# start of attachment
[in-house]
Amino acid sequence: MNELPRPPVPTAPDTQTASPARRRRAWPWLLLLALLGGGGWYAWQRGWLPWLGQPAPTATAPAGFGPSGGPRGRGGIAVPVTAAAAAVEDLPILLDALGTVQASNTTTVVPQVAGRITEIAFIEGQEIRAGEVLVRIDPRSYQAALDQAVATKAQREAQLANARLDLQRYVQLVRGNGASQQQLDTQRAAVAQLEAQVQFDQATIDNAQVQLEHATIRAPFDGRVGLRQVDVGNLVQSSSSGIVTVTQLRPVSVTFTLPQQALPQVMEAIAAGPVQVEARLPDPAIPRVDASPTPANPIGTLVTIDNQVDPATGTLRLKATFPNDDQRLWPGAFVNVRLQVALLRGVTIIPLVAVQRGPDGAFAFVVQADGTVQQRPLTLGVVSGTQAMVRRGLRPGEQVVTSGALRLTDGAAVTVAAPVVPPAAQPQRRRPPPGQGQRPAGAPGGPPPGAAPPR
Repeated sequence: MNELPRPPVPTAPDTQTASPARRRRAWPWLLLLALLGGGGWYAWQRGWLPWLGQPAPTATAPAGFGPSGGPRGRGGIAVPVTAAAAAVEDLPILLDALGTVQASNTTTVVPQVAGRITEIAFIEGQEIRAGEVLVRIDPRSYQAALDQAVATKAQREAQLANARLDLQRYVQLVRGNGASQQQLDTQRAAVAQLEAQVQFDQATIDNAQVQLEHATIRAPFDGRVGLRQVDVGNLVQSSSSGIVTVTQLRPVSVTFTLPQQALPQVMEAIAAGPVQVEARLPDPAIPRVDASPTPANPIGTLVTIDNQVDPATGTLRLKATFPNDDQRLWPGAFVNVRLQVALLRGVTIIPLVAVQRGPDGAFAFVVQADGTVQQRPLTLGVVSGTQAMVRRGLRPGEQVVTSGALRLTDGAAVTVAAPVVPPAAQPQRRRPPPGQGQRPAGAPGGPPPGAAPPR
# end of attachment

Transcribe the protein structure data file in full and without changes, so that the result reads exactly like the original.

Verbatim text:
[in-house]
Amino acid sequence: MNELPRPPVPTAPDTQTASPARRRRAWPWLLLLALLGGGGWYAWQRGWLPWLGQPAPTATAPAGFGPSGGPRGRGGIAVPVTAAAAAVEDLPILLDALGTVQASNTTTVVPQVAGRITEIAFIEGQEIRAGEVLVRIDPRSYQAALDQAVATKAQREAQLANARLDLQRYVQLVRGNGASQQQLDTQRAAVAQLEAQVQFDQATIDNAQVQLEHATIRAPFDGRVGLRQVDVGNLVQSSSSGIVTVTQLRPVSVTFTLPQQALPQVMEAIAAGPVQVEARLPDPAIPRVDASPTPANPIGTLVTIDNQVDPATGTLRLKATFPNDDQRLWPGAFVNVRLQVALLRGVTIIPLVAVQRGPDGAFAFVVQADGTVQQRPLTLGVVSGTQAMVRRGLRPGEQVVTSGALRLTDGAAVTVAAPVVPPAAQPQRRRPPPGQGQRPAGAPGGPPPGAAPPR
Repeated sequence: MNELPRPPVPTAPDTQTASPARRRRAWPWLLLLALLGGGGWYAWQRGWLPWLGQPAPTATAPAGFGPSGGPRGRGGIAVPVTAAAAAVEDLPILLDALGTVQASNTTTVVPQVAGRITEIAFIEGQEIRAGEVLVRIDPRSYQAALDQAVATKAQREAQLANARLDLQRYVQLVRGNGASQQQLDTQRAAVAQLEAQVQFDQATIDNAQVQLEHATIRAPFDGRVGLRQVDVGNLVQSSSSGIVTVTQLRPVSVTFTLPQQALPQVMEAIAAGPVQVEARLPDPAIPRVDASPTPANPIGTLVTIDNQVDPATGTLRLKATFPNDDQRLWPGAFVNVRLQVALLRGVTIIPLVAVQRGPDGAFAFVVQADGTVQQRPLTLGVVSGTQAMVRRGLRPGEQVVTSGALRLTDGAAVTVAAPVVPPAAQPQRRRPPPGQGQRPAGAPGGPPPGAAPPR